• Preincubation of human platelet membranes with the full alpha 2-agonist UK 14,304 in the absence of GTP increases the potency of the agonist to inhibit adenylate cyclase in a pre-steady state (15-sec) assay [24].
  • The antinociceptive effects of both UK-14,304 and guanfacine were blocked by intraperitoneal injections of yohimbine, a result indicating that both drugs induced their actions by activating alpha 2-adrenoceptors [25].
  • The specific alpha 2-agonist UK-14,304 reduced cAMP accumulation (maximum 43% reduction) and inhibited melatonin release (EC50 = 19 nM) in the presence of 3 X 10(-8) M VIP [26].

Gene context of brimonidine

  • CONCLUSIONS: Brimonidine appears to maintain BCL-2 levels by supporting the activity of an intrinsic anti-apoptosis signalling system that involves phosphorylation of protein kinase B. Phosphorylated protein kinase B appears to counteract the apoptosis signalling mechanisms which operate in glaucomatous retina [27].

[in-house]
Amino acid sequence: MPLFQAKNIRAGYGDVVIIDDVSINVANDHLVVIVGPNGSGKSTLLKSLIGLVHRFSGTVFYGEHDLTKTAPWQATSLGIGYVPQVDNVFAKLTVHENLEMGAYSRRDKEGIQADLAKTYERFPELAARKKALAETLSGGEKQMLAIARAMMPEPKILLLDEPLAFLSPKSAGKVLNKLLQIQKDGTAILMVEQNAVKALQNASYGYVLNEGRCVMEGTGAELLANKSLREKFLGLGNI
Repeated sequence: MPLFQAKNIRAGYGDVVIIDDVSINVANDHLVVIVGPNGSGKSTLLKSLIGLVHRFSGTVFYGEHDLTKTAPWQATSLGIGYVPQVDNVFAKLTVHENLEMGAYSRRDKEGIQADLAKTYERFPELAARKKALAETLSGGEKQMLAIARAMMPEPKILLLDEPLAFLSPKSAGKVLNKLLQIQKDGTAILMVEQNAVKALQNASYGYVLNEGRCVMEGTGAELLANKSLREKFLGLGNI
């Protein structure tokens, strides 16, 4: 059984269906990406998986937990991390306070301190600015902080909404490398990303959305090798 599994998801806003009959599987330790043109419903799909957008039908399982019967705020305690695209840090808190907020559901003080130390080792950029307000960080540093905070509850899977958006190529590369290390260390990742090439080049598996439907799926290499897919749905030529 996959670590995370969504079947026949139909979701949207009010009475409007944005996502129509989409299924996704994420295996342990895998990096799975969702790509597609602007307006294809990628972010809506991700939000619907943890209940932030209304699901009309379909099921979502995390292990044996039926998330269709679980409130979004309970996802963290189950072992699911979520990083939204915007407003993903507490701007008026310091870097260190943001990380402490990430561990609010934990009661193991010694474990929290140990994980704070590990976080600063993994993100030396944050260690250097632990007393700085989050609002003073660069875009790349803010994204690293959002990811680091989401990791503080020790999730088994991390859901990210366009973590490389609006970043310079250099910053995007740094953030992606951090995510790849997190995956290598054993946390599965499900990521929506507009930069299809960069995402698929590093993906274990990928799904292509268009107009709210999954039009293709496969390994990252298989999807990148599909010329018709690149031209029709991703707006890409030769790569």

• The preferential R alpha-2A/H alpha-2A AR antagonist, [2-(2H-(1-methyl-1, 3-dihydroisoindole)methyl)-4, 5-dihydro-imidazole (BRL 44408), enhanced hippocampal synthesis of NA and blocked the antinociceptive and motor effects of UK 14,304, xylazine, guanfacine and guanabenz [28].
  • The effects on alpha(i2)-mRNA were accompanied by a parallel, albeit weaker effect on the protein level (only GIP and UK 14,304 were investigated) [29].
  • The changes in alpha(i2)-mRNA levels by either compound were paralleled by inverse changes in insulin secretion: preincubation with UK 14,304 for 8 h led to an increased insulin secretion when challenged by either GLP-1, GIP or glucose (8.3 mM) [29].